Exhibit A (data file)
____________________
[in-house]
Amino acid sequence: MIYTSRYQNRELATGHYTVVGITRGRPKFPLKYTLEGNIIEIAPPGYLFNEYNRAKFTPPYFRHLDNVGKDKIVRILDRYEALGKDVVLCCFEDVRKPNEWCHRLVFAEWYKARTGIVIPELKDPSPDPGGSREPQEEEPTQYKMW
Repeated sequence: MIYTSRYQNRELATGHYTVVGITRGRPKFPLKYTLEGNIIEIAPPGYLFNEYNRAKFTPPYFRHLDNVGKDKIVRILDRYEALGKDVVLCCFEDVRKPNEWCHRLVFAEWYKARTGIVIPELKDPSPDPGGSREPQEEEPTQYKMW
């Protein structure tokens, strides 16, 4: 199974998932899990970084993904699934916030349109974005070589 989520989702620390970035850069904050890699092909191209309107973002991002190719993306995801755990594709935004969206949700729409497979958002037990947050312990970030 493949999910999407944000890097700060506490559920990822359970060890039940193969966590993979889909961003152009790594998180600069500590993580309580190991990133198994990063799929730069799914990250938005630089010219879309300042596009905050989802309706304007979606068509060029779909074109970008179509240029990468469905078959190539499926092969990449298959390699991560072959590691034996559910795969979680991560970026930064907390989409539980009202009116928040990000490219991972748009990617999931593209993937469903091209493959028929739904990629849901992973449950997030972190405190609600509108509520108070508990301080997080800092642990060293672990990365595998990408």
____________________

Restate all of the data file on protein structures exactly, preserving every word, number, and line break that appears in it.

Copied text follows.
[in-house]
Amino acid sequence: MIYTSRYQNRELATGHYTVVGITRGRPKFPLKYTLEGNIIEIAPPGYLFNEYNRAKFTPPYFRHLDNVGKDKIVRILDRYEALGKDVVLCCFEDVRKPNEWCHRLVFAEWYKARTGIVIPELKDPSPDPGGSREPQEEEPTQYKMW
Repeated sequence: MIYTSRYQNRELATGHYTVVGITRGRPKFPLKYTLEGNIIEIAPPGYLFNEYNRAKFTPPYFRHLDNVGKDKIVRILDRYEALGKDVVLCCFEDVRKPNEWCHRLVFAEWYKARTGIVIPELKDPSPDPGGSREPQEEEPTQYKMW
């Protein structure tokens, strides 16, 4: 199974998932899990970084993904699934916030349109974005070589 989520989702620390970035850069904050890699092909191209309107973002991002190719993306995801755990594709935004969206949700729409497979958002037990947050312990970030 493949999910999407944000890097700060506490559920990822359970060890039940193969966590993979889909961003152009790594998180600069500590993580309580190991990133198994990063799929730069799914990250938005630089010219879309300042596009905050989802309706304007979606068509060029779909074109970008179509240029990468469905078959190539499926092969990449298959390699991560072959590691034996559910795969979680991560970026930064907390989409539980009202009116928040990000490219991972748009990617999931593209993937469903091209493959028929739904990629849901992973449950997030972190405190609600509108509520108070508990301080997080800092642990060293672990990365595998990408």